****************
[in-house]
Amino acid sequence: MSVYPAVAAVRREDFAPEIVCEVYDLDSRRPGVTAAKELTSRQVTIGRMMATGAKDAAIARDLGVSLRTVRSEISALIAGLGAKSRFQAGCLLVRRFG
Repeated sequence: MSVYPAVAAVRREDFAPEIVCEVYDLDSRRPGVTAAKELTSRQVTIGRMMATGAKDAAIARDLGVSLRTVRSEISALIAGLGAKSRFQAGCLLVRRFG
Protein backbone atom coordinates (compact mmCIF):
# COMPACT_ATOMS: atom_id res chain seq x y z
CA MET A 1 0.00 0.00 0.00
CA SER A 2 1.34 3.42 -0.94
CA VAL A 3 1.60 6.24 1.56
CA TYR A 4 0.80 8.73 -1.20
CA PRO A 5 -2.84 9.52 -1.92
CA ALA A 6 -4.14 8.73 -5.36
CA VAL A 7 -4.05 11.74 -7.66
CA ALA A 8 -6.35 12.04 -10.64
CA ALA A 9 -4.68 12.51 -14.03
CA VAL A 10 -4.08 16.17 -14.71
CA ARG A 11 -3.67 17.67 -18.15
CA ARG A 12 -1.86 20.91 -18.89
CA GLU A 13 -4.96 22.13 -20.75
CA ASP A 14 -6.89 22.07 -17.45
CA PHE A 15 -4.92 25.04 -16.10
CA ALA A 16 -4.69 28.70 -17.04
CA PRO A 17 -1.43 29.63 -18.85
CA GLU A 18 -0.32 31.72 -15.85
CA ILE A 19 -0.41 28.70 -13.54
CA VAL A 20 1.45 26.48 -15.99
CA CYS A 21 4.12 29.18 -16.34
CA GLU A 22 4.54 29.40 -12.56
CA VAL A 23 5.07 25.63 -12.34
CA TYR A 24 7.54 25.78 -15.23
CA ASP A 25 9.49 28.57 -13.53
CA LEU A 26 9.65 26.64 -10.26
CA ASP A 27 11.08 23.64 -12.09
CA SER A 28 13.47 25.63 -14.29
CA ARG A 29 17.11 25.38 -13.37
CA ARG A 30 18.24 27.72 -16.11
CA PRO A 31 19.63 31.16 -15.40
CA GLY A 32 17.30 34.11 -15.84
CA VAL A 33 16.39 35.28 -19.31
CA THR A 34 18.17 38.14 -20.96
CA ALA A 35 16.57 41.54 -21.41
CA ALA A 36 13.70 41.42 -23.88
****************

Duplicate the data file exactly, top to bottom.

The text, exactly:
[in-house]
Amino acid sequence: MSVYPAVAAVRREDFAPEIVCEVYDLDSRRPGVTAAKELTSRQVTIGRMMATGAKDAAIARDLGVSLRTVRSEISALIAGLGAKSRFQAGCLLVRRFG
Repeated sequence: MSVYPAVAAVRREDFAPEIVCEVYDLDSRRPGVTAAKELTSRQVTIGRMMATGAKDAAIARDLGVSLRTVRSEISALIAGLGAKSRFQAGCLLVRRFG
Protein backbone atom coordinates (compact mmCIF):
# COMPACT_ATOMS: atom_id res chain seq x y z
CA MET A 1 0.00 0.00 0.00
CA SER A 2 1.34 3.42 -0.94
CA VAL A 3 1.60 6.24 1.56
CA TYR A 4 0.80 8.73 -1.20
CA PRO A 5 -2.84 9.52 -1.92
CA ALA A 6 -4.14 8.73 -5.36
CA VAL A 7 -4.05 11.74 -7.66
CA ALA A 8 -6.35 12.04 -10.64
CA ALA A 9 -4.68 12.51 -14.03
CA VAL A 10 -4.08 16.17 -14.71
CA ARG A 11 -3.67 17.67 -18.15
CA ARG A 12 -1.86 20.91 -18.89
CA GLU A 13 -4.96 22.13 -20.75
CA ASP A 14 -6.89 22.07 -17.45
CA PHE A 15 -4.92 25.04 -16.10
CA ALA A 16 -4.69 28.70 -17.04
CA PRO A 17 -1.43 29.63 -18.85
CA GLU A 18 -0.32 31.72 -15.85
CA ILE A 19 -0.41 28.70 -13.54
CA VAL A 20 1.45 26.48 -15.99
CA CYS A 21 4.12 29.18 -16.34
CA GLU A 22 4.54 29.40 -12.56
CA VAL A 23 5.07 25.63 -12.34
CA TYR A 24 7.54 25.78 -15.23
CA ASP A 25 9.49 28.57 -13.53
CA LEU A 26 9.65 26.64 -10.26
CA ASP A 27 11.08 23.64 -12.09
CA SER A 28 13.47 25.63 -14.29
CA ARG A 29 17.11 25.38 -13.37
CA ARG A 30 18.24 27.72 -16.11
CA PRO A 31 19.63 31.16 -15.40
CA GLY A 32 17.30 34.11 -15.84
CA VAL A 33 16.39 35.28 -19.31
CA THR A 34 18.17 38.14 -20.96
CA ALA A 35 16.57 41.54 -21.41
CA ALA A 36 13.70 41.42 -23.88